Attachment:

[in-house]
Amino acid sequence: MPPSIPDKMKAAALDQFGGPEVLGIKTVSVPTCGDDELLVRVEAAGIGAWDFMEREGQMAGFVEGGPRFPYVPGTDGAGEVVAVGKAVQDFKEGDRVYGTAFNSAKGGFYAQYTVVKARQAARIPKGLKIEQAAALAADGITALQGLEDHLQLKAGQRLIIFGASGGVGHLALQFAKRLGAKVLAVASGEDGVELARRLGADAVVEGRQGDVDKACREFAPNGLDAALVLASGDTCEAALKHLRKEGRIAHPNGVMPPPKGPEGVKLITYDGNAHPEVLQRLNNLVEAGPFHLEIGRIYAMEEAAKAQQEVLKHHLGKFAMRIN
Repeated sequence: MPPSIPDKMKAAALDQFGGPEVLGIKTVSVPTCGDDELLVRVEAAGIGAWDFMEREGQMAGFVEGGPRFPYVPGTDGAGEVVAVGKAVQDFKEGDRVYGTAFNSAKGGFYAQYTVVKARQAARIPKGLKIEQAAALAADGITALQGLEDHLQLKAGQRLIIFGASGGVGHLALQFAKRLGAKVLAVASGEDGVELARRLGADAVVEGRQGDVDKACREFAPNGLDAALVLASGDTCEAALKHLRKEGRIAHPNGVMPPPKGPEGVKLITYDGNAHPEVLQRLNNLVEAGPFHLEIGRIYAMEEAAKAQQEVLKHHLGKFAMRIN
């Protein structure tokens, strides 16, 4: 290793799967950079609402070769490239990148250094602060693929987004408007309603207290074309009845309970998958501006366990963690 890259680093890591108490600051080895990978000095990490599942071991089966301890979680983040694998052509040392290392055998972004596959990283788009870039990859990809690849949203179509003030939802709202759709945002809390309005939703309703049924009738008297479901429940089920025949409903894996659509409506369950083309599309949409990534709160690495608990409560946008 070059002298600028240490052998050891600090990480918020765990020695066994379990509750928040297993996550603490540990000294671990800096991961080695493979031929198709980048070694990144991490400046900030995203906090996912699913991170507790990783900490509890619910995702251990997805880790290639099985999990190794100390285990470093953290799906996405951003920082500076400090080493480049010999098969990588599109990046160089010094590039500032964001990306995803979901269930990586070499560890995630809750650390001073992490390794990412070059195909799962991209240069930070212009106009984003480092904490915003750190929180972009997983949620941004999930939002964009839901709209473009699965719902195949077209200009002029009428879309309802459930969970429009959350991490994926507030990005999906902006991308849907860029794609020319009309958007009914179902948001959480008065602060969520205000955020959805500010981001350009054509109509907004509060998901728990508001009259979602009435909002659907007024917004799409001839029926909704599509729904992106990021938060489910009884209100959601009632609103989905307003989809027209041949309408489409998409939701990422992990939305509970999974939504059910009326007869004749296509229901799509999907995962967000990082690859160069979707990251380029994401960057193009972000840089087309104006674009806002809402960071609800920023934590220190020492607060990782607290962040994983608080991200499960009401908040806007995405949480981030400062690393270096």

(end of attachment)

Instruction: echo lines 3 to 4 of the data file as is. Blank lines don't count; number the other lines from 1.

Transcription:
Repeated sequence: MPPSIPDKMKAAALDQFGGPEVLGIKTVSVPTCGDDELLVRVEAAGIGAWDFMEREGQMAGFVEGGPRFPYVPGTDGAGEVVAVGKAVQDFKEGDRVYGTAFNSAKGGFYAQYTVVKARQAARIPKGLKIEQAAALAADGITALQGLEDHLQLKAGQRLIIFGASGGVGHLALQFAKRLGAKVLAVASGEDGVELARRLGADAVVEGRQGDVDKACREFAPNGLDAALVLASGDTCEAALKHLRKEGRIAHPNGVMPPPKGPEGVKLITYDGNAHPEVLQRLNNLVEAGPFHLEIGRIYAMEEAAKAQQEVLKHHLGKFAMRIN
């Protein structure tokens, strides 16, 4: 290793799967950079609402070769490239990148250094602060693929987004408007309603207290074309009845309970998958501006366990963690 890259680093890591108490600051080895990978000095990490599942071991089966301890979680983040694998052509040392290392055998972004596959990283788009870039990859990809690849949203179509003030939802709202759709945002809390309005939703309703049924009738008297479901429940089920025949409903894996659509409506369950083309599309949409990534709160690495608990409560946008 070059002298600028240490052998050891600090990480918020765990020695066994379990509750928040297993996550603490540990000294671990800096991961080695493979031929198709980048070694990144991490400046900030995203906090996912699913991170507790990783900490509890619910995702251990997805880790290639099985999990190794100390285990470093953290799906996405951003920082500076400090080493480049010999098969990588599109990046160089010094590039500032964001990306995803979901269930990586070499560890995630809750650390001073992490390794990412070059195909799962991209240069930070212009106009984003480092904490915003750190929180972009997983949620941004999930939002964009839901709209473009699965719902195949077209200009002029009428879309309802459930969970429009959350991490994926507030990005999906902006991308849907860029794609020319009309958007009914179902948001959480008065602060969520205000955020959805500010981001350009054509109509907004509060998901728990508001009259979602009435909002659907007024917004799409001839029926909704599509729904992106990021938060489910009884209100959601009632609103989905307003989809027209041949309408489409998409939701990422992990939305509970999974939504059910009326007869004749296509229901799509999907995962967000990082690859160069979707990251380029994401960057193009972000840089087309104006674009806002809402960071609800920023934590220190020492607060990782607290962040994983608080991200499960009401908040806007995405949480981030400062690393270096």